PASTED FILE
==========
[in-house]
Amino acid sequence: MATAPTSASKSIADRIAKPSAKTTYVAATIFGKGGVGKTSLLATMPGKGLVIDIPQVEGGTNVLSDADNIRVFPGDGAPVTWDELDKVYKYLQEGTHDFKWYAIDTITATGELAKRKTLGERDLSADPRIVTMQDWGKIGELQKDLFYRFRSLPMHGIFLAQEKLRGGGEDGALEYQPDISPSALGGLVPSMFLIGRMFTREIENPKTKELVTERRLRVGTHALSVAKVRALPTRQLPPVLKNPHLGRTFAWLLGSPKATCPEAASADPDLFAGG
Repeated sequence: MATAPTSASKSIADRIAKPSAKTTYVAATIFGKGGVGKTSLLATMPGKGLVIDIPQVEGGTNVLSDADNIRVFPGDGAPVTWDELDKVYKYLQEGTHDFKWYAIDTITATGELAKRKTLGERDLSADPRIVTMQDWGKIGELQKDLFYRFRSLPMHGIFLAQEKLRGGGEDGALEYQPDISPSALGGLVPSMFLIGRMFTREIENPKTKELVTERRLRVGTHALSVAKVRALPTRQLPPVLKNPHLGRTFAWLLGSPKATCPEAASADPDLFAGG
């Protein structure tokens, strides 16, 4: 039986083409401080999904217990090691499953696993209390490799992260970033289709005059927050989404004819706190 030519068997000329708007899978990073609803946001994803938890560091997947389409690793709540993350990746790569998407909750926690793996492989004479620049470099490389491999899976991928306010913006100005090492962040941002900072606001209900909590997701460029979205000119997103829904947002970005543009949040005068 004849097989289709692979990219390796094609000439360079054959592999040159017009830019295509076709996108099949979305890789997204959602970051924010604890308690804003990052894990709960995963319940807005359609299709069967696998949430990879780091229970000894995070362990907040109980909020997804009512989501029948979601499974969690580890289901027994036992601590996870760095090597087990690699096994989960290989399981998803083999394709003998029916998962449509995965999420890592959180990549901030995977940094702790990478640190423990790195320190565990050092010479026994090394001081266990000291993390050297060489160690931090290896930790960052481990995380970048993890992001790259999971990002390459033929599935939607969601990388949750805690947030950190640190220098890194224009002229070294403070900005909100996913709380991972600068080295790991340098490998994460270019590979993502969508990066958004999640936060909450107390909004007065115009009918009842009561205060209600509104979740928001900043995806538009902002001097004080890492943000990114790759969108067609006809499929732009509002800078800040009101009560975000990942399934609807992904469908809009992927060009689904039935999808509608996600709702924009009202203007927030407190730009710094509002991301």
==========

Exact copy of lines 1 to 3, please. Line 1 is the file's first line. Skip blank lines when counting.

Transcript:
[in-house]
Amino acid sequence: MATAPTSASKSIADRIAKPSAKTTYVAATIFGKGGVGKTSLLATMPGKGLVIDIPQVEGGTNVLSDADNIRVFPGDGAPVTWDELDKVYKYLQEGTHDFKWYAIDTITATGELAKRKTLGERDLSADPRIVTMQDWGKIGELQKDLFYRFRSLPMHGIFLAQEKLRGGGEDGALEYQPDISPSALGGLVPSMFLIGRMFTREIENPKTKELVTERRLRVGTHALSVAKVRALPTRQLPPVLKNPHLGRTFAWLLGSPKATCPEAASADPDLFAGG
Repeated sequence: MATAPTSASKSIADRIAKPSAKTTYVAATIFGKGGVGKTSLLATMPGKGLVIDIPQVEGGTNVLSDADNIRVFPGDGAPVTWDELDKVYKYLQEGTHDFKWYAIDTITATGELAKRKTLGERDLSADPRIVTMQDWGKIGELQKDLFYRFRSLPMHGIFLAQEKLRGGGEDGALEYQPDISPSALGGLVPSMFLIGRMFTREIENPKTKELVTERRLRVGTHALSVAKVRALPTRQLPPVLKNPHLGRTFAWLLGSPKATCPEAASADPDLFAGG